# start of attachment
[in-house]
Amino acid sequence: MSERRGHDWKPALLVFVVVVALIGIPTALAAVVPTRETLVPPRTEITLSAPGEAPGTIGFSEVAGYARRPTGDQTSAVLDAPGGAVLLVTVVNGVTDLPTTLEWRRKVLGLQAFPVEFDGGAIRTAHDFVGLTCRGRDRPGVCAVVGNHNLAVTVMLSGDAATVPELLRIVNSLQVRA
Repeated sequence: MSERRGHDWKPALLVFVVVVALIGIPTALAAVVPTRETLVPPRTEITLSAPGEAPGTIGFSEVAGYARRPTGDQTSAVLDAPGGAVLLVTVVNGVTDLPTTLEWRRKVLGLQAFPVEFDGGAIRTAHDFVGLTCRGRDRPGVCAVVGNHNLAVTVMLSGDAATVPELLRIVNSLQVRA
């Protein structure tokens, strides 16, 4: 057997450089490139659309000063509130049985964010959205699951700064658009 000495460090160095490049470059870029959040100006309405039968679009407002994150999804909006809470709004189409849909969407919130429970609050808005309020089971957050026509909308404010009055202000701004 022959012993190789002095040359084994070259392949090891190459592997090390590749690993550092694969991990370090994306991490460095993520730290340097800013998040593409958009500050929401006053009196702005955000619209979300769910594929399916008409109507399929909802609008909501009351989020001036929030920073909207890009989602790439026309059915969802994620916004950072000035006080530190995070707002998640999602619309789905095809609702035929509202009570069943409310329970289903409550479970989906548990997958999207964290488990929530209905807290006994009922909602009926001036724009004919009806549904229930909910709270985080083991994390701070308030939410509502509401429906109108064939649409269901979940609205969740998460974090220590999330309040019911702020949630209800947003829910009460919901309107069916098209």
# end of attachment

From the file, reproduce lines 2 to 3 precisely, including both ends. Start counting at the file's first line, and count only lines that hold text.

Amino acid sequence: MSERRGHDWKPALLVFVVVVALIGIPTALAAVVPTRETLVPPRTEITLSAPGEAPGTIGFSEVAGYARRPTGDQTSAVLDAPGGAVLLVTVVNGVTDLPTTLEWRRKVLGLQAFPVEFDGGAIRTAHDFVGLTCRGRDRPGVCAVVGNHNLAVTVMLSGDAATVPELLRIVNSLQVRA
Repeated sequence: MSERRGHDWKPALLVFVVVVALIGIPTALAAVVPTRETLVPPRTEITLSAPGEAPGTIGFSEVAGYARRPTGDQTSAVLDAPGGAVLLVTVVNGVTDLPTTLEWRRKVLGLQAFPVEFDGGAIRTAHDFVGLTCRGRDRPGVCAVVGNHNLAVTVMLSGDAATVPELLRIVNSLQVRA